Security and Foreign Policy

North Korea Summit on the Rocks, Both Sides Will Need to Make Concessions

As the North Korea summit nears, tensions remain high with the US and South Korea's upcoming joint military exercises. Andy Laub takes a closer look at the hurdles ahead of the impending summit arguing that concessions will need to be made on both sides for there to be a lasting peace.


The stage is set for a historic summit in Singapore on June 12, the first ever meeting between a sitting U.S President and a North Korean leader. Donald Trump and Kim Jong-Un are expected to sit down to talk about the beginning steps for North Korea to begin taking the verifiable steps to dismantle its nuclear weapons program and perhaps serve as an icebreaker to improve fraught relations between the historical enemies. Ever since the Olympic détente back in February and recent inter-Korean summit with Kim Jong-Un and South Korean President Moon Jae-In the momentum has been moving in the right direction. North Korea has kept its word in freezing all nuclear and ballistic missile test sites even going so far as beginning to dismantle its nuclear test site at Punggye-ri and has the international press in on May 23 to watch the completion of the site’s destruction. It even prompted a tweet from President Trump: “North Korea has announced that they will dismantle Nuclear Test Site this month, ahead of the big Summit Meeting on June 12th. Thank you, a very smart and gracious gesture!” North Korea released the three remaining American prisoners as a good will gesture ahead of the summit prompting President Trump’s dramatic 2 AM press conference at Andrew’s Air Force base to welcome them back.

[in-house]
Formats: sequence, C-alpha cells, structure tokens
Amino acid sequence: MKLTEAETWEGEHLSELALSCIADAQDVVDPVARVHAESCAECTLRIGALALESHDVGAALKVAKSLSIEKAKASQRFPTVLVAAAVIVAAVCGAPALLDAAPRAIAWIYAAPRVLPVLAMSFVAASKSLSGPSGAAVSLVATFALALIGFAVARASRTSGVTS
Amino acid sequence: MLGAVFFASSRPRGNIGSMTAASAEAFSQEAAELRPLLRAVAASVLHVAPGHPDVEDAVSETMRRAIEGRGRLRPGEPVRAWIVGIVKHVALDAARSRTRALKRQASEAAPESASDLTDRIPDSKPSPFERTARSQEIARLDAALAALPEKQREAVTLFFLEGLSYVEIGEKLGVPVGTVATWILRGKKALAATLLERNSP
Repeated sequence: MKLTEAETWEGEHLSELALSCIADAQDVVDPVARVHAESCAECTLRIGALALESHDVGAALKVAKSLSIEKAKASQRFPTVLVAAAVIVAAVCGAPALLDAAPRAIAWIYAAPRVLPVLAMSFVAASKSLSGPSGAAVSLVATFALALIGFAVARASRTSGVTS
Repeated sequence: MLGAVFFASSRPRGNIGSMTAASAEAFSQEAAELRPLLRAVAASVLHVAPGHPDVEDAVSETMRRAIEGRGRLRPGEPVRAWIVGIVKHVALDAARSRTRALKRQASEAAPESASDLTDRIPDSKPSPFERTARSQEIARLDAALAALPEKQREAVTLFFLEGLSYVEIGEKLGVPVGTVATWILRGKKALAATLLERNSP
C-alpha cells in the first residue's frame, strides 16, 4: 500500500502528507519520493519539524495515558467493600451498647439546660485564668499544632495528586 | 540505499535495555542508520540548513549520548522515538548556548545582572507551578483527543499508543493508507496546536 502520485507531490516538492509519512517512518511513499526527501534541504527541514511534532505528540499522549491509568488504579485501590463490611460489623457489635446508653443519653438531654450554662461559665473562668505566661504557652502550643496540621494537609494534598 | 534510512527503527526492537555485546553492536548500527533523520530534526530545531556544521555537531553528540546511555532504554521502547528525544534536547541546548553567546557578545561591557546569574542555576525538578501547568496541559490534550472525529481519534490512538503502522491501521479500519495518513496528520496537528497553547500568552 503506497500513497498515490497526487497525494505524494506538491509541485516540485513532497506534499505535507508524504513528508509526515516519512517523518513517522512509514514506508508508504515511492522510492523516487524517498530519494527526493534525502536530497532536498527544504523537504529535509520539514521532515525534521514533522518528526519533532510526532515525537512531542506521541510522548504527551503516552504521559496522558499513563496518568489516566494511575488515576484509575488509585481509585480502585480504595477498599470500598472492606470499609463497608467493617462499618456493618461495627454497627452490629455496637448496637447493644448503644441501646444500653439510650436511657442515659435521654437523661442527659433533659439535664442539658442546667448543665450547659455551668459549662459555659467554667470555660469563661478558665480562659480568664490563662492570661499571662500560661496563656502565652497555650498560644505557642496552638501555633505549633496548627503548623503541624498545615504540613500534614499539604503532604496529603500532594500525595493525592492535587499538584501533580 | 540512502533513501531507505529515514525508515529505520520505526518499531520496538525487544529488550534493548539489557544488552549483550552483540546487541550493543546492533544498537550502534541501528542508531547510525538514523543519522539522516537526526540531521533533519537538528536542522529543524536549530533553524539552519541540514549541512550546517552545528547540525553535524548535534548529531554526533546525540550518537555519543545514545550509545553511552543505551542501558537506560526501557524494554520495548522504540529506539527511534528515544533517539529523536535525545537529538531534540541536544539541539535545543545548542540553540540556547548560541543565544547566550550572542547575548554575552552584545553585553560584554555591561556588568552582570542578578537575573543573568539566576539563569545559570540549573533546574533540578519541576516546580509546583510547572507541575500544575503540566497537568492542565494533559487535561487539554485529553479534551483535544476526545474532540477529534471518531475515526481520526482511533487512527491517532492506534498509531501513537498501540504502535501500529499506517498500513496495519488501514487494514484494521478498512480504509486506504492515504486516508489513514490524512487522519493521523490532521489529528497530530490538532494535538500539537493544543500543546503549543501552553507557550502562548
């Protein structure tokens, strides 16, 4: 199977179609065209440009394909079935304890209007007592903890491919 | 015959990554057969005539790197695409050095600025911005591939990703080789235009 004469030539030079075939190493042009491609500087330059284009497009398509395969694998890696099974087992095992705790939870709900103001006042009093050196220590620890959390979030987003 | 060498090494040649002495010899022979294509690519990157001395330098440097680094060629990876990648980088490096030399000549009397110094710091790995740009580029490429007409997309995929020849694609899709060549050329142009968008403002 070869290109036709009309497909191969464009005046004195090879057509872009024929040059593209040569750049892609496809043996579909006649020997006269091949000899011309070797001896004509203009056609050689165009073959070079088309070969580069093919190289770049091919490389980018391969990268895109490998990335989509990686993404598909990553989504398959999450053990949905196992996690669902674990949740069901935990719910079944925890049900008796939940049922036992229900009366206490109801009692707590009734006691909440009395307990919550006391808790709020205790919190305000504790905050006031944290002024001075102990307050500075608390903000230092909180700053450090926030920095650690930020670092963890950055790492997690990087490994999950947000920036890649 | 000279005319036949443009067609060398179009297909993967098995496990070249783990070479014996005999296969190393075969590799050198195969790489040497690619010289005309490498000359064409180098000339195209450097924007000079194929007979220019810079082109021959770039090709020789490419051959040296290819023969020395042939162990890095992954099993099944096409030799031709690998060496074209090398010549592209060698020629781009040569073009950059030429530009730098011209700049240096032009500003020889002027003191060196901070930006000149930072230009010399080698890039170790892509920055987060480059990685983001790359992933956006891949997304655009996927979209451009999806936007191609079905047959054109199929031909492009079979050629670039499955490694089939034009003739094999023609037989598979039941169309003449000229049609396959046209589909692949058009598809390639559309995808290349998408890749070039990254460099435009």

This warming of relations has raised many questions after such a sharp turnaround from just a few months ago when the two leaders were taunting each other with words like “fire and fury” and “dotard”. It begs the questions: Is Kim Jong-Un being genuine and what exactly is he looking for? The important thing to remember with regard to this summit is that Kim Jong-Un is not going to give away anything for free and it will be important to keep tabs on what concessions he is seeking from the United States. As of now it is not entirely clear what concessions he is looking for. Also, the talks are potentially in trouble as the United States and South Korea conduct their joint military drills, long viewed as a threat by Pyongyang. Now that Kim Jong-Un has strategically put the issue of the joint military exercises back in Trump’s court, the administration will need to make a decision to whether to suspend them so the talks can go through while potentially alienating our important regional allies South Korea and Japan, who depend on them for security guarantees. The US-ROK joint military exercises will continue to be an issue that will remain on the table for Kim Jong-Un and North Korea to bring up as a possible concession. Secretary of State Mike Pompeo, who has now met with the North Korean leader twice, has said the Trump administration was heading into these talks with its “eyes open” even offering economic aid to North Korea in exchange for denuclearization. Economic aid has long been an offer by the United States yet it has failed to bring the North Koreans to the table to produce fruitful results. Another issue that could potentially be contentious is the presence of 28,500 U.S troops on the peninsula, another subject of dispute for North Korea. On May 3, the New York Times reported that President Trump had ordered the Pentagon to review potential troop reductions on the Korean peninsula only for the White House to deny it shortly thereafter. The U.S presence on the peninsula will continue to be a major issue for diplomacy going forward with North Korea.